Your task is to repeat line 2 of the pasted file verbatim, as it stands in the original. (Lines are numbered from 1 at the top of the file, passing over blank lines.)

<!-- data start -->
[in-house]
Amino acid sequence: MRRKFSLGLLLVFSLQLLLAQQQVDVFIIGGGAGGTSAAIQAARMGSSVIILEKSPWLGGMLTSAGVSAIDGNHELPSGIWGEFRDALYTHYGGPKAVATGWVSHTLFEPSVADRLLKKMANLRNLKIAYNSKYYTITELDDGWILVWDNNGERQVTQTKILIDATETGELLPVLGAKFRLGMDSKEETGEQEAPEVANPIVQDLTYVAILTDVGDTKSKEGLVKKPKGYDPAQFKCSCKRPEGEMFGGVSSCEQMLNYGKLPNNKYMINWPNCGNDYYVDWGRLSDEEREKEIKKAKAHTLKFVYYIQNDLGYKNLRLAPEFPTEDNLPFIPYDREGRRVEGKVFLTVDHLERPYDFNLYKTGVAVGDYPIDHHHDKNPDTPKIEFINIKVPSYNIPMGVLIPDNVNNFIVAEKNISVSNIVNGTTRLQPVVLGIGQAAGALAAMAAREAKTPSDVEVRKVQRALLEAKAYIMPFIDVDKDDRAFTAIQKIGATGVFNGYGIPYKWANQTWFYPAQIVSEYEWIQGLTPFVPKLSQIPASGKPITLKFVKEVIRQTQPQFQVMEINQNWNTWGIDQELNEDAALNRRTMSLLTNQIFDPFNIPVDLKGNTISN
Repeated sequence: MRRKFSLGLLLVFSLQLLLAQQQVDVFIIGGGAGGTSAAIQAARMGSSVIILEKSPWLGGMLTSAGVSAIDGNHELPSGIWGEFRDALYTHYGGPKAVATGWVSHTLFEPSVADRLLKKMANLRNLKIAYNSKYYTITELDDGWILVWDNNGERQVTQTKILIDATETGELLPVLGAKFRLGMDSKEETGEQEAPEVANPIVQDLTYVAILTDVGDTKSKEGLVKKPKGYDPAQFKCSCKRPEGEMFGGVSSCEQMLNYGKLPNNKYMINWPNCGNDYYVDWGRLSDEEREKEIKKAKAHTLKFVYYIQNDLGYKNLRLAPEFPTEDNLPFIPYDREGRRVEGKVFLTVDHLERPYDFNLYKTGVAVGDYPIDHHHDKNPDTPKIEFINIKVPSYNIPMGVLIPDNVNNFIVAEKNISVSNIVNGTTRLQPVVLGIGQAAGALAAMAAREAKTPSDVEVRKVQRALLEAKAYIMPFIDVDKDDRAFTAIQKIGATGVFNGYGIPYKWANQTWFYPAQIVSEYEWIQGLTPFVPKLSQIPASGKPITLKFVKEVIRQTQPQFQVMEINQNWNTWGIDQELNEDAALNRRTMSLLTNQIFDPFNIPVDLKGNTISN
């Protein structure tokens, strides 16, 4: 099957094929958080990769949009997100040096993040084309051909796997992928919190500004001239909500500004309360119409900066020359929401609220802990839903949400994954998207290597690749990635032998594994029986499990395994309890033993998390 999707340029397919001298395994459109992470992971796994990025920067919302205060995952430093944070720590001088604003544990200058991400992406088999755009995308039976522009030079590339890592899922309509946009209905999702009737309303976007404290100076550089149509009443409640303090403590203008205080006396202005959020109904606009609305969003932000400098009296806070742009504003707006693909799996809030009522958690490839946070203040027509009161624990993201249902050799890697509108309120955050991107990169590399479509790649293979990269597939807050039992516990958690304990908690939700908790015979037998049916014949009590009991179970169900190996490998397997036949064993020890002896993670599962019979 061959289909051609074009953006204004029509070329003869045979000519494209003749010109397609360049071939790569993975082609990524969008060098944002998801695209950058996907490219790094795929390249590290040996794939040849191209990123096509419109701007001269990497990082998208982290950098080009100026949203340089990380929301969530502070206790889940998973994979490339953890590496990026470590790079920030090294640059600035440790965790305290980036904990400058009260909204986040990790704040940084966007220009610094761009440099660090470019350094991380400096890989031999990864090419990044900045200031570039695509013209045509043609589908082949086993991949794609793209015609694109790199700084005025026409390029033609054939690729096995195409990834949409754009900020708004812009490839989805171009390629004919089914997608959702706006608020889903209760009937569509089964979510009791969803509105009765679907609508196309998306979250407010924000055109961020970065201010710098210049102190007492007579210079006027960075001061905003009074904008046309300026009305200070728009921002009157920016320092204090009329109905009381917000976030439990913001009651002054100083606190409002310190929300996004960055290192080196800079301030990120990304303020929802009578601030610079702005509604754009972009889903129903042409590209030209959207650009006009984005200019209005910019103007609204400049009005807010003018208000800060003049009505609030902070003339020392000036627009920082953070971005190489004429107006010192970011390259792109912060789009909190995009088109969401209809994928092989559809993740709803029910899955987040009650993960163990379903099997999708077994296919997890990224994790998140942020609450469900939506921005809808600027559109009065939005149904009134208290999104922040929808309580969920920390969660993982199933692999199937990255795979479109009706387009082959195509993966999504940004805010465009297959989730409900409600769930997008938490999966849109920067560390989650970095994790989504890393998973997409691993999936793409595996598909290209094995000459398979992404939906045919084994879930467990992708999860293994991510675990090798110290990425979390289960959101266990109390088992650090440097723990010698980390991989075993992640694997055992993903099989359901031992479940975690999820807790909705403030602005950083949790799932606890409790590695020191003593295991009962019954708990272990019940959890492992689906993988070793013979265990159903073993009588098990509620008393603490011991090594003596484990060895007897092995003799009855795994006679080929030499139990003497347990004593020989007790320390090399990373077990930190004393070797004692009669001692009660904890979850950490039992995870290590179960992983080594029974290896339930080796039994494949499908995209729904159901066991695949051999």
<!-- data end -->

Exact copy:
Amino acid sequence: MRRKFSLGLLLVFSLQLLLAQQQVDVFIIGGGAGGTSAAIQAARMGSSVIILEKSPWLGGMLTSAGVSAIDGNHELPSGIWGEFRDALYTHYGGPKAVATGWVSHTLFEPSVADRLLKKMANLRNLKIAYNSKYYTITELDDGWILVWDNNGERQVTQTKILIDATETGELLPVLGAKFRLGMDSKEETGEQEAPEVANPIVQDLTYVAILTDVGDTKSKEGLVKKPKGYDPAQFKCSCKRPEGEMFGGVSSCEQMLNYGKLPNNKYMINWPNCGNDYYVDWGRLSDEEREKEIKKAKAHTLKFVYYIQNDLGYKNLRLAPEFPTEDNLPFIPYDREGRRVEGKVFLTVDHLERPYDFNLYKTGVAVGDYPIDHHHDKNPDTPKIEFINIKVPSYNIPMGVLIPDNVNNFIVAEKNISVSNIVNGTTRLQPVVLGIGQAAGALAAMAAREAKTPSDVEVRKVQRALLEAKAYIMPFIDVDKDDRAFTAIQKIGATGVFNGYGIPYKWANQTWFYPAQIVSEYEWIQGLTPFVPKLSQIPASGKPITLKFVKEVIRQTQPQFQVMEINQNWNTWGIDQELNEDAALNRRTMSLLTNQIFDPFNIPVDLKGNTISN